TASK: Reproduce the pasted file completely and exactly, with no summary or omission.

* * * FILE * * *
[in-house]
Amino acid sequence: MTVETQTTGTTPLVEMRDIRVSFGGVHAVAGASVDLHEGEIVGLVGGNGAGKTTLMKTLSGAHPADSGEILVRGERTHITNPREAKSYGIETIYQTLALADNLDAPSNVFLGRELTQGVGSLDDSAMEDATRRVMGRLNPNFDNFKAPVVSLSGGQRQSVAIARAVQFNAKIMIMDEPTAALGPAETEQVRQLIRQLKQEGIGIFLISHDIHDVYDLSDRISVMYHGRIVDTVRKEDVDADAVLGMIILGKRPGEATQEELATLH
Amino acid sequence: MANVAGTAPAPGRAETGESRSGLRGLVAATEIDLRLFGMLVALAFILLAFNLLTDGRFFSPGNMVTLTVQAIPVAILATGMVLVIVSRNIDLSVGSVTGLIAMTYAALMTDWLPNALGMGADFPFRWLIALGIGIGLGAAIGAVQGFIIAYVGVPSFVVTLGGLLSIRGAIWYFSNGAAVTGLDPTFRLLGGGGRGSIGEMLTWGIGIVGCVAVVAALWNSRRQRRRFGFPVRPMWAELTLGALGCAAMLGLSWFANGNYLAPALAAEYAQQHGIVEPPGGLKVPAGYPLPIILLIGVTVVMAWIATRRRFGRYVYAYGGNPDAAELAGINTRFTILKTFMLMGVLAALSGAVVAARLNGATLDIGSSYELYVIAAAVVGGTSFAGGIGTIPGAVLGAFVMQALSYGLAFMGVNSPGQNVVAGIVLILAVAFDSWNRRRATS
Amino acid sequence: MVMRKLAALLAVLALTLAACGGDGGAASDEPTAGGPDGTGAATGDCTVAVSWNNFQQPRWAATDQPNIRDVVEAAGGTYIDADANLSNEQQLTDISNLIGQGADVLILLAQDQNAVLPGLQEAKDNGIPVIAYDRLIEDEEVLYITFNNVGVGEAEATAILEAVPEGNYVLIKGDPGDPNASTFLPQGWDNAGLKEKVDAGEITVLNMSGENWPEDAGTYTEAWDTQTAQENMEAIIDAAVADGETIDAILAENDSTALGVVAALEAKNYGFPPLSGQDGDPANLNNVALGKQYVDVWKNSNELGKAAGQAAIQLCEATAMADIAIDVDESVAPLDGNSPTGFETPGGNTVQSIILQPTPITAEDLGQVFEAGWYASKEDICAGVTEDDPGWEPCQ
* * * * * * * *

[in-house]
Amino acid sequence: MTVETQTTGTTPLVEMRDIRVSFGGVHAVAGASVDLHEGEIVGLVGGNGAGKTTLMKTLSGAHPADSGEILVRGERTHITNPREAKSYGIETIYQTLALADNLDAPSNVFLGRELTQGVGSLDDSAMEDATRRVMGRLNPNFDNFKAPVVSLSGGQRQSVAIARAVQFNAKIMIMDEPTAALGPAETEQVRQLIRQLKQEGIGIFLISHDIHDVYDLSDRISVMYHGRIVDTVRKEDVDADAVLGMIILGKRPGEATQEELATLH
Amino acid sequence: MANVAGTAPAPGRAETGESRSGLRGLVAATEIDLRLFGMLVALAFILLAFNLLTDGRFFSPGNMVTLTVQAIPVAILATGMVLVIVSRNIDLSVGSVTGLIAMTYAALMTDWLPNALGMGADFPFRWLIALGIGIGLGAAIGAVQGFIIAYVGVPSFVVTLGGLLSIRGAIWYFSNGAAVTGLDPTFRLLGGGGRGSIGEMLTWGIGIVGCVAVVAALWNSRRQRRRFGFPVRPMWAELTLGALGCAAMLGLSWFANGNYLAPALAAEYAQQHGIVEPPGGLKVPAGYPLPIILLIGVTVVMAWIATRRRFGRYVYAYGGNPDAAELAGINTRFTILKTFMLMGVLAALSGAVVAARLNGATLDIGSSYELYVIAAAVVGGTSFAGGIGTIPGAVLGAFVMQALSYGLAFMGVNSPGQNVVAGIVLILAVAFDSWNRRRATS
Amino acid sequence: MVMRKLAALLAVLALTLAACGGDGGAASDEPTAGGPDGTGAATGDCTVAVSWNNFQQPRWAATDQPNIRDVVEAAGGTYIDADANLSNEQQLTDISNLIGQGADVLILLAQDQNAVLPGLQEAKDNGIPVIAYDRLIEDEEVLYITFNNVGVGEAEATAILEAVPEGNYVLIKGDPGDPNASTFLPQGWDNAGLKEKVDAGEITVLNMSGENWPEDAGTYTEAWDTQTAQENMEAIIDAAVADGETIDAILAENDSTALGVVAALEAKNYGFPPLSGQDGDPANLNNVALGKQYVDVWKNSNELGKAAGQAAIQLCEATAMADIAIDVDESVAPLDGNSPTGFETPGGNTVQSIILQPTPITAEDLGQVFEAGWYASKEDICAGVTEDDPGWEPCQ